Sociology and Sociological Perspective

Topics: Sociology, Scientific method, Social sciences Pages: 9 (2635 words) Published: September 1, 2013
The Sociological Perspective
Sociology is the systematic study of human society. At the heart of the discipline is a distinctive point of view called the “sociological perspective,” which involves a special kind of “vision”: A. Seeing the general in the particular

The sociological perspective helps us to see general social patterns in the behavior of particular individuals. B. Seeing the strange in the familiar
This perspective also encourages us to realize that society guides our thoughts and deeds. C. Seeing society in our everyday choices
Emile Durkheim’s research showed that the suicide rate was strongly influenced by the extent to which people were socially integrated with others. D. Seeing sociologically: marginality and crisis
The greater people’s social marginality, the better able they are to use the sociological perspective. Just as social change encourages sociological thinking, sociological thinking can bring about social change.

Emile Durkheim – one of sociology’s pioneers, showed social forces are at work even in such intensely personal action as suicide, providing strong evidence of how social forces affect individual behavior. Social diversity – being set apart as a outsiders.

Benefits of the Sociological perspective
1. The sociological perspective helps us critically assess “commonsense” ideas. 2. The sociological perspective helps us to see the opportunities and constraints in our lives. 3. The sociological perspective empowers us to be active participants in our society 4. The sociological perspective helps us live in a diverse world

The Importance of a Global Perspective
A. Sociologists also strive to see issues in global perspective, defined as the study of the larger world and our society’s place in it. B. There are three different types of nations in the world: 1. The world’s high-income countries are industrialized nations in which most people have relatively high incomes. 2. The world’s middle-income countries have limited industrialization and moderate personal income. 3. The world’s low-income countries have little industrialization and most people are poor. 4. Global thinking is an important component of the sociological perspective for four reasons: a. Where we live makes a great difference in shaping our lives. b. Societies the world over are increasingly interconnected, making traditional distinctions between “us” and “them” less and less valid. c. Many human problems faced in the United States are far more serious elsewhere. d. Thinking globally is a good way to learn more about ourselves.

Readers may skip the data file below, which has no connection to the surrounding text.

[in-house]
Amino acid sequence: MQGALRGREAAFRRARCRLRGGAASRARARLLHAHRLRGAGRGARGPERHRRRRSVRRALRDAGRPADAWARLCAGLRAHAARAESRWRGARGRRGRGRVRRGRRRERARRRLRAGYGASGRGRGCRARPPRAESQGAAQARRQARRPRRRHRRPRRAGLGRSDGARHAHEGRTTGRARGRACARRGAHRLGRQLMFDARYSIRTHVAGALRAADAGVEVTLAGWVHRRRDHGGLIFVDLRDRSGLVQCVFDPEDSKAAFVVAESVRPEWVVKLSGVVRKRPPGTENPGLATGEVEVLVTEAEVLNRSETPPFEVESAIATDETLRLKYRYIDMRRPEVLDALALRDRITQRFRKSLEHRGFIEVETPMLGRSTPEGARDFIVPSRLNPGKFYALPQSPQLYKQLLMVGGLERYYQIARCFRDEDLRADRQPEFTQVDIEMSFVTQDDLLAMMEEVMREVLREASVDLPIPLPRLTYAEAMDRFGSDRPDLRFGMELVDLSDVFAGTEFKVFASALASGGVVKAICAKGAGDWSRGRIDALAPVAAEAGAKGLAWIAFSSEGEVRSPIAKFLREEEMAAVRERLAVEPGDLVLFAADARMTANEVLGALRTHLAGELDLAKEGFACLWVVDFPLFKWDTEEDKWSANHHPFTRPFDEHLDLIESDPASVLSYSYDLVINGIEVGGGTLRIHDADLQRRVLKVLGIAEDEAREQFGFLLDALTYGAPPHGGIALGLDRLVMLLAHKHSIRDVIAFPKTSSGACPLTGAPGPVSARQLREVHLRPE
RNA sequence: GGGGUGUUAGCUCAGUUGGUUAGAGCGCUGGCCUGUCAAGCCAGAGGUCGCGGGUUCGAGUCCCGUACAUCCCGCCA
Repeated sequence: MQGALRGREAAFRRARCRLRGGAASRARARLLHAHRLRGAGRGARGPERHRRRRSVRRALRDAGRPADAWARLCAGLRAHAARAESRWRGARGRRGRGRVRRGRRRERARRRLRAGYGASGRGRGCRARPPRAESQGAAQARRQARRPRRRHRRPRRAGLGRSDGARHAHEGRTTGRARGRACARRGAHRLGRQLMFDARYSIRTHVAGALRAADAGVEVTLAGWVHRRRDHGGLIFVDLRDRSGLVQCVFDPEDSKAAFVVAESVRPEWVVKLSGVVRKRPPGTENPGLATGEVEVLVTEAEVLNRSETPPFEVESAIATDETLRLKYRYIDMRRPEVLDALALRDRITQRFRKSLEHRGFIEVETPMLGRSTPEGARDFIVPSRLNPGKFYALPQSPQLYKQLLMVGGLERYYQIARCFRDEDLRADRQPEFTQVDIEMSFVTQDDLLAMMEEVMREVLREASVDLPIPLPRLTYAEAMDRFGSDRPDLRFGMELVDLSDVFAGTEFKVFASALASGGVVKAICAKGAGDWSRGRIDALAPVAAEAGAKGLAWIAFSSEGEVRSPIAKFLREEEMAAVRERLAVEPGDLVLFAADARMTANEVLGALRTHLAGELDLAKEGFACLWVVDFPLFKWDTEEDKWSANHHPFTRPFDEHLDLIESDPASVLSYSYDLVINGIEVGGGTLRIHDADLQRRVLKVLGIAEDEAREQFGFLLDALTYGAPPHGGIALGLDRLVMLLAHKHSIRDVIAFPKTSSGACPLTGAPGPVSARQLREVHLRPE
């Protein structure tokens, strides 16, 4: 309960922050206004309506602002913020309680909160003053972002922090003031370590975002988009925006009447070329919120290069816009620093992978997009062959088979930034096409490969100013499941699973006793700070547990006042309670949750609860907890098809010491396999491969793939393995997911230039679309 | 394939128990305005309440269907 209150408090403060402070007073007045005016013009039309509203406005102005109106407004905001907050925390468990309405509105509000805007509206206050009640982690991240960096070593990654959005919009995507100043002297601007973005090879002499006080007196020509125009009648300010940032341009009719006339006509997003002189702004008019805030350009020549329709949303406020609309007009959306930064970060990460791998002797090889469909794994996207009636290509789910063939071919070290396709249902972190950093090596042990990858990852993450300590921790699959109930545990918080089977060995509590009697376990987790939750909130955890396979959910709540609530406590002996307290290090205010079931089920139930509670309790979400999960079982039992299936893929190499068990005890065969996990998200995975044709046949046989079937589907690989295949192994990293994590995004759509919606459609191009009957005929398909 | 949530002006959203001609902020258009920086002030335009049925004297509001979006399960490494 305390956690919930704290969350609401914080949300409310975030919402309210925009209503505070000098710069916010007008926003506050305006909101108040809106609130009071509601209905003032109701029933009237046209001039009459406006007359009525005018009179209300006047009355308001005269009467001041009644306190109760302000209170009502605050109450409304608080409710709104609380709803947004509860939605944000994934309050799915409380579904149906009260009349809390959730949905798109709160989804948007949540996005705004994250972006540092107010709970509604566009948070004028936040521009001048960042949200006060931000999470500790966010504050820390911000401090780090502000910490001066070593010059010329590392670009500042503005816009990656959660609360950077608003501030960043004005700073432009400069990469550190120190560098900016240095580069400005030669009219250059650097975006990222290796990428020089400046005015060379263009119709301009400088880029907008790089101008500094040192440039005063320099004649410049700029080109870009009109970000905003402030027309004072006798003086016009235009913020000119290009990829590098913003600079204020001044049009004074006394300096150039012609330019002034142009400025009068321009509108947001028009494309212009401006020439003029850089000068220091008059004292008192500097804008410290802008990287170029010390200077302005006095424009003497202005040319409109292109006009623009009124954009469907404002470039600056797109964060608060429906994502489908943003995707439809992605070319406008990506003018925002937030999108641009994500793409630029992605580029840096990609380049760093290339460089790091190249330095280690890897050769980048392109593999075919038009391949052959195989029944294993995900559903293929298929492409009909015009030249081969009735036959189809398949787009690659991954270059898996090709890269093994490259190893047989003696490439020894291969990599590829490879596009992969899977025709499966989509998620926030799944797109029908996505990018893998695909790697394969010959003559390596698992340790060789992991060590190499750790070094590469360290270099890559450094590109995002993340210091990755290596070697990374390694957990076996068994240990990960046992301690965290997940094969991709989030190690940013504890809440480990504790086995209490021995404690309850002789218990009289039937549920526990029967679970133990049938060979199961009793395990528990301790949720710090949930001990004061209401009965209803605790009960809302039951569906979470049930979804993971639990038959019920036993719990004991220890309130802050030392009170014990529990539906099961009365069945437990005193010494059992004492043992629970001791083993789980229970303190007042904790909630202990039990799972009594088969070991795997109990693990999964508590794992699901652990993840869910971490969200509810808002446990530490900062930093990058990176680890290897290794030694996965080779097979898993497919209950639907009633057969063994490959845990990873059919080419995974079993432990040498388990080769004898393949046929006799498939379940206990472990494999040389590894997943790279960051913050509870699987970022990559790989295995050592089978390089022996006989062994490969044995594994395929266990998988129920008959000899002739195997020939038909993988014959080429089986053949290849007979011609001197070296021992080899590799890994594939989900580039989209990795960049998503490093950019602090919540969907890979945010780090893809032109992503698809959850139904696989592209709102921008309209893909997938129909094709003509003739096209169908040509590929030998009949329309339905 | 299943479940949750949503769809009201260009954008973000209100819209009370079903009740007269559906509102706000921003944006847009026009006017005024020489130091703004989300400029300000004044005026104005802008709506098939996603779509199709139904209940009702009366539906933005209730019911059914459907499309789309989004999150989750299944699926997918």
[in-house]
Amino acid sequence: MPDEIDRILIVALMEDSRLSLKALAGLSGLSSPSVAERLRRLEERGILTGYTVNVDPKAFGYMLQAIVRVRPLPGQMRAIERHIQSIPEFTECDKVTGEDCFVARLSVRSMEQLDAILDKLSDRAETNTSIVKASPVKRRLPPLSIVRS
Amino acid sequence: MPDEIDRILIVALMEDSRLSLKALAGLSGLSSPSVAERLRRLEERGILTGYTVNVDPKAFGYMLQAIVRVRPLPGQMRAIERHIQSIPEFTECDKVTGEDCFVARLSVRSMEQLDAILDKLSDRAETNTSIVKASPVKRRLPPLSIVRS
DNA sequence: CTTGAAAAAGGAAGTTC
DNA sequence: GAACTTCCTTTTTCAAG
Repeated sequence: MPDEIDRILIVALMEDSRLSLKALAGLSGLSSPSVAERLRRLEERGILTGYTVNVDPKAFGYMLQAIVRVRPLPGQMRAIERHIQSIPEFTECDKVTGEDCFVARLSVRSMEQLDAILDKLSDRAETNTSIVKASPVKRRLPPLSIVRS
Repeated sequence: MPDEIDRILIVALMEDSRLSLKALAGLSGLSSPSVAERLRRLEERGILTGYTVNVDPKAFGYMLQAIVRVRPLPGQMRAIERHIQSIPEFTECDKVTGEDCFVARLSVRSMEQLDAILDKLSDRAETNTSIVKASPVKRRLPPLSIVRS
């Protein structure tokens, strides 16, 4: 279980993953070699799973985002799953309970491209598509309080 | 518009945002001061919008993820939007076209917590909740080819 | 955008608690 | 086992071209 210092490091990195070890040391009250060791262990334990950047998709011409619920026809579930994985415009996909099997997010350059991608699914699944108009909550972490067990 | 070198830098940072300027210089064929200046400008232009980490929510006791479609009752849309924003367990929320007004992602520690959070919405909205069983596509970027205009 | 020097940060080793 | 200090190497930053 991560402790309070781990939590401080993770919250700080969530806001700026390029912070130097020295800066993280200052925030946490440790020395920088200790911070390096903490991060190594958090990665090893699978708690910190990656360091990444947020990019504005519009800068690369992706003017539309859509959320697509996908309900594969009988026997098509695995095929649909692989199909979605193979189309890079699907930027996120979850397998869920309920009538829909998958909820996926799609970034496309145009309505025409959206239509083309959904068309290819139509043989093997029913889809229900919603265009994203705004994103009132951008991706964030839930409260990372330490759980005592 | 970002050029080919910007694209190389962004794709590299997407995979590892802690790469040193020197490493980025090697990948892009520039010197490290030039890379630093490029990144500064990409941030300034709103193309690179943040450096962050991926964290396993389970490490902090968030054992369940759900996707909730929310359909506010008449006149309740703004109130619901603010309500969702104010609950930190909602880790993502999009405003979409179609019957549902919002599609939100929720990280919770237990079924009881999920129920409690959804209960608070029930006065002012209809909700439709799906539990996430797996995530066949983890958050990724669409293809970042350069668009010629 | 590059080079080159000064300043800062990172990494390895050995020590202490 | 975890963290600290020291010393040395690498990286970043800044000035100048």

The Origins of Sociology
The birth of sociology resulted from powerful and complex social forces: A. Social Change and Sociology
Three major social changes during the seventeenth and eighteenth centuries are important to the development of sociology: 1. The rise of industrial technology
2. The growth of cities
3. Political change, including a rising concern with individual liberty and rights (e.g., the French revolution)
B. Science and Sociology Auguste Comte believed that the major goal of sociology was to understand society as it actually operates. Comte saw sociology as the product of a three-stage historical development: 1. The theological stage, in which thought was guided by religion 2. The metaphysical stage, a transitional phase

3. The scientific stage
The scientific stage would be guided by positivism: a scientific approach to knowledge based on “positive” facts as opposed to mere speculation.

Sociological Theory
A theory is a statement of how and why specific facts are related. The goal of sociological theory is to explain social behavior in the real world. Theories are based on theoretical approaches, or basic images of society that guides thinking and research. Sociologists ask two basic questions: “What issues should we study?”, and “How should we connect the facts?” There are three major sociological approaches: A. The structural-functional approach...
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